In 2018, the World Health Organization (WHO) had set the goal of creating a guideline that would define a harmonized procedure for the execution of desk assessments by the Authorities, in its WHO Technical Report Series, No. 1010, 2018 (Guidance on good practices for desk assessment of compliance with good manufacturing practices, good laboratory practices and good clinical practices for medical products regulatory decisions). The WHO defines a desk assessment as a process of evaluation, not necessarily On-site, of the level of compliance with GMP, GCP and GLP of organisations involved in the main activities of the Life Science world.
This document makes clear that sharing information about the state of compliance with good manufacturing practices, about quality control and about conduct of clinical trials is essential to allow the authorities to maintain a good level of control over all actors who are called to respect the GxP. Actors are manufacturers of medicines and API (including biologicals and vaccines manufacturers, importers, repackaged or relabelled), but also producers of IMP (investigational medical product), service providers of QCLs, CROs and sites of conduct of clinical trials. The definition of Information sharing reported in the document is interesting: an exchange of data between individuals or entities outside the traditional organisational boundaries, to achieve a common goal in terms of better policies and to deliver better services.This may mean that one party is disclosing information while the other is collecting the information or both parties are mutually disclosing and collecting information.The documentrefers to a common goal, to improve mutual relations both on the part of the authorities and of any other entity involved.
In 2018, desk assessment was an option to encourage better optimisation of inspection resources; today, in the COVID era, the discussion is about remote audit, distant assessment and virtual inspection, which are now a necessity.
Therefore, a transparent, rapid and effective sharing of information and documents between organisations involved in inspection processes is even more important. Today, authorities, business partners and customers are called upon to exercise their role as guarantors and compliance monitors remotely, without being able to see in person the site to be authorised or monitored. Hence, it is essential that they have a true and accurate picture of the compliance status of the company to be inspected.
In paragraph 5.4 of the document, we read those words – which are familiar to those who work in the Life Science world: “…Mechanisms and controls should be established to ensure that the information provided by the applicant is authentic, legible, current and accurate.” Only when companies have defined real and solid Data Integrity policies, when they have applied ALCOA (+PLUS) rules for all critical data and information, will it be possible for the Authorities or auditors to effectively and safely exercise their control, even remotely.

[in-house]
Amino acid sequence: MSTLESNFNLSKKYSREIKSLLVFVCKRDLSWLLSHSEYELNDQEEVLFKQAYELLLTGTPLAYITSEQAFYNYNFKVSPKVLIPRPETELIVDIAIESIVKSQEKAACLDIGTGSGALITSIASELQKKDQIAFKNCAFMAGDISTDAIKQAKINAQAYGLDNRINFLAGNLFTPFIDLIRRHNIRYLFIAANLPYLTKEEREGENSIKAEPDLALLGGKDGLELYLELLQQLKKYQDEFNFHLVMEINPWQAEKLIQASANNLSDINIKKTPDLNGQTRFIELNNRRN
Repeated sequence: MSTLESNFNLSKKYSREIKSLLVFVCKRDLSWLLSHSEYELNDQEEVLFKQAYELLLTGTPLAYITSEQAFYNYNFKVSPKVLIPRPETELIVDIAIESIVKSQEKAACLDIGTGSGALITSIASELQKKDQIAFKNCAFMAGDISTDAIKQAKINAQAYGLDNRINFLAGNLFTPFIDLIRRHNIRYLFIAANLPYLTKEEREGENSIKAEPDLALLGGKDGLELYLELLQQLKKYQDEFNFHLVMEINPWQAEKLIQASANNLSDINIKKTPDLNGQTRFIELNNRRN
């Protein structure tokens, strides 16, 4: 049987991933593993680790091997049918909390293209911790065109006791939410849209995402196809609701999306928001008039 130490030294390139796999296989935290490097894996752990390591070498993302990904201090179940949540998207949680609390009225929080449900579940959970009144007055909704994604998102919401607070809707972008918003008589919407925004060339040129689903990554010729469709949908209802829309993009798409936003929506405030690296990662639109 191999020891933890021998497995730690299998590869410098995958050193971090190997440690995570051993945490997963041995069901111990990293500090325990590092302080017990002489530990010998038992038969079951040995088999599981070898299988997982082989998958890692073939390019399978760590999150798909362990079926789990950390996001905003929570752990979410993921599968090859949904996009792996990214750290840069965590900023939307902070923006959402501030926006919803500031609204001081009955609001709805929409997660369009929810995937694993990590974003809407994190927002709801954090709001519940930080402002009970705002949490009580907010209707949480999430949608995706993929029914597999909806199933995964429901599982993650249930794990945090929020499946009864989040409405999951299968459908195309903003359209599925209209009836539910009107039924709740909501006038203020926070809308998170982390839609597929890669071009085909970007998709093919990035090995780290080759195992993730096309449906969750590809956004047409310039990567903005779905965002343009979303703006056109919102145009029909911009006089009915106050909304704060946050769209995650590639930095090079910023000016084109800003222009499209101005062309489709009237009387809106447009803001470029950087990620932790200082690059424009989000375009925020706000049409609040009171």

The Authority itself shows the way forward: Validated electronic assessment tools (software applications) may be used to perform the desk assessments. Although paper-based systems may also be used, electronic tools are preferred (par. 5.5).
It is therefore advisable to equip oneself with robust digital solutions, well-designed on the specific business processes and therefore able to provide readable, truthful and accurate documents and information, in order to give the right confidence to those who have to monitor us (be it a national or international authority, be it a business partner) that a real environment of Reliance can be built, as desired by the guideline, “PIC/S GMP Inspection Reliance Initiative”.
The importance of building mutual trust before, after and during the conduct of a Distant Assessment necessarily relies on the adequacy of the Document Sharing process. It is no coincidence, in fact, that the first trigger that prevents the possibility of remote monitoring by the Authority is the inability of the site to be inspected to share the requested documentation: “Failure of the site to supply the requested information”(par. 5.3.3 PIC-PI_048_1_Guidance_on_GMP_Inspection_Reliance). This gives us a clear measure of the importance of having clear, accurate, easily shareable and therefore digital information, data and documents.